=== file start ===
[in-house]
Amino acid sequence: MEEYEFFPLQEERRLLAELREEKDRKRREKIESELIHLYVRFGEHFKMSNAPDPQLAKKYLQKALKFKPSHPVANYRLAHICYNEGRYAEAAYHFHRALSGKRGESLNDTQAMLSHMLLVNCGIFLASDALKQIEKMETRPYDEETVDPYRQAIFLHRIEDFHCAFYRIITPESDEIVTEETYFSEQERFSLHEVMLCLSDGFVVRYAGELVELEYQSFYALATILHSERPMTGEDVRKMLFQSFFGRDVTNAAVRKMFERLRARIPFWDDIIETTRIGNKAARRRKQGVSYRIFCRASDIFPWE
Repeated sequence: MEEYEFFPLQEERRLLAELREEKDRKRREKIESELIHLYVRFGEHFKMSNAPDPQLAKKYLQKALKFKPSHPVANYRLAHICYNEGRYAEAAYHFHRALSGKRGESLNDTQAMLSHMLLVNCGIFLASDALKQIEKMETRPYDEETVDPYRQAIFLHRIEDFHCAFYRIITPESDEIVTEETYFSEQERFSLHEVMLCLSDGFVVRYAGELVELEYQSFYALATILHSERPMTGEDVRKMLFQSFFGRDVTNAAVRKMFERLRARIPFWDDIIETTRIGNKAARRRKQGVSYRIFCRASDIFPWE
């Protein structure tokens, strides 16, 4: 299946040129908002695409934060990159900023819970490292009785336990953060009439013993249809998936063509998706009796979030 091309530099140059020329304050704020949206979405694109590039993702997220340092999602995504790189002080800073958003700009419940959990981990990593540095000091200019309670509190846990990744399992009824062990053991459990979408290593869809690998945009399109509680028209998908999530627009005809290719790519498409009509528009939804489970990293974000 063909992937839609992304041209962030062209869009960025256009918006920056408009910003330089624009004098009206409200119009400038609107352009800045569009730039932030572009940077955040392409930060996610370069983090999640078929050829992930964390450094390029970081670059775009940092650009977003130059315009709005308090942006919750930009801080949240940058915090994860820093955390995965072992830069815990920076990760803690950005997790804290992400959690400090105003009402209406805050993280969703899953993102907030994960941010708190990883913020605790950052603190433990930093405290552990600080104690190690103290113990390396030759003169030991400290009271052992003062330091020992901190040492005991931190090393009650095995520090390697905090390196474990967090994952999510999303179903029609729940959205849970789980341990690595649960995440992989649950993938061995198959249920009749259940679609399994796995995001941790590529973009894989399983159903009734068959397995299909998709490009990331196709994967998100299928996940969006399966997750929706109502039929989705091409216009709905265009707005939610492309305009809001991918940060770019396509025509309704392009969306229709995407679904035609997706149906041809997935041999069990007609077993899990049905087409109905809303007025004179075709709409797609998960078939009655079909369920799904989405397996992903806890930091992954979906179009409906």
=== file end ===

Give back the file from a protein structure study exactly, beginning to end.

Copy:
[in-house]
Amino acid sequence: MEEYEFFPLQEERRLLAELREEKDRKRREKIESELIHLYVRFGEHFKMSNAPDPQLAKKYLQKALKFKPSHPVANYRLAHICYNEGRYAEAAYHFHRALSGKRGESLNDTQAMLSHMLLVNCGIFLASDALKQIEKMETRPYDEETVDPYRQAIFLHRIEDFHCAFYRIITPESDEIVTEETYFSEQERFSLHEVMLCLSDGFVVRYAGELVELEYQSFYALATILHSERPMTGEDVRKMLFQSFFGRDVTNAAVRKMFERLRARIPFWDDIIETTRIGNKAARRRKQGVSYRIFCRASDIFPWE
Repeated sequence: MEEYEFFPLQEERRLLAELREEKDRKRREKIESELIHLYVRFGEHFKMSNAPDPQLAKKYLQKALKFKPSHPVANYRLAHICYNEGRYAEAAYHFHRALSGKRGESLNDTQAMLSHMLLVNCGIFLASDALKQIEKMETRPYDEETVDPYRQAIFLHRIEDFHCAFYRIITPESDEIVTEETYFSEQERFSLHEVMLCLSDGFVVRYAGELVELEYQSFYALATILHSERPMTGEDVRKMLFQSFFGRDVTNAAVRKMFERLRARIPFWDDIIETTRIGNKAARRRKQGVSYRIFCRASDIFPWE
């Protein structure tokens, strides 16, 4: 299946040129908002695409934060990159900023819970490292009785336990953060009439013993249809998936063509998706009796979030 091309530099140059020329304050704020949206979405694109590039993702997220340092999602995504790189002080800073958003700009419940959990981990990593540095000091200019309670509190846990990744399992009824062990053991459990979408290593869809690998945009399109509680028209998908999530627009005809290719790519498409009509528009939804489970990293974000 063909992937839609992304041209962030062209869009960025256009918006920056408009910003330089624009004098009206409200119009400038609107352009800045569009730039932030572009940077955040392409930060996610370069983090999640078929050829992930964390450094390029970081670059775009940092650009977003130059315009709005308090942006919750930009801080949240940058915090994860820093955390995965072992830069815990920076990760803690950005997790804290992400959690400090105003009402209406805050993280969703899953993102907030994960941010708190990883913020605790950052603190433990930093405290552990600080104690190690103290113990390396030759003169030991400290009271052992003062330091020992901190040492005991931190090393009650095995520090390697905090390196474990967090994952999510999303179903029609729940959205849970789980341990690595649960995440992989649950993938061995198959249920009749259940679609399994796995995001941790590529973009894989399983159903009734068959397995299909998709490009990331196709994967998100299928996940969006399966997750929706109502039929989705091409216009709905265009707005939610492309305009809001991918940060770019396509025509309704392009969306229709995407679904035609997706149906041809997935041999069990007609077993899990049905087409109905809303007025004179075709709409797609998960078939009655079909369920799904989405397996992903806890930091992954979906179009409906």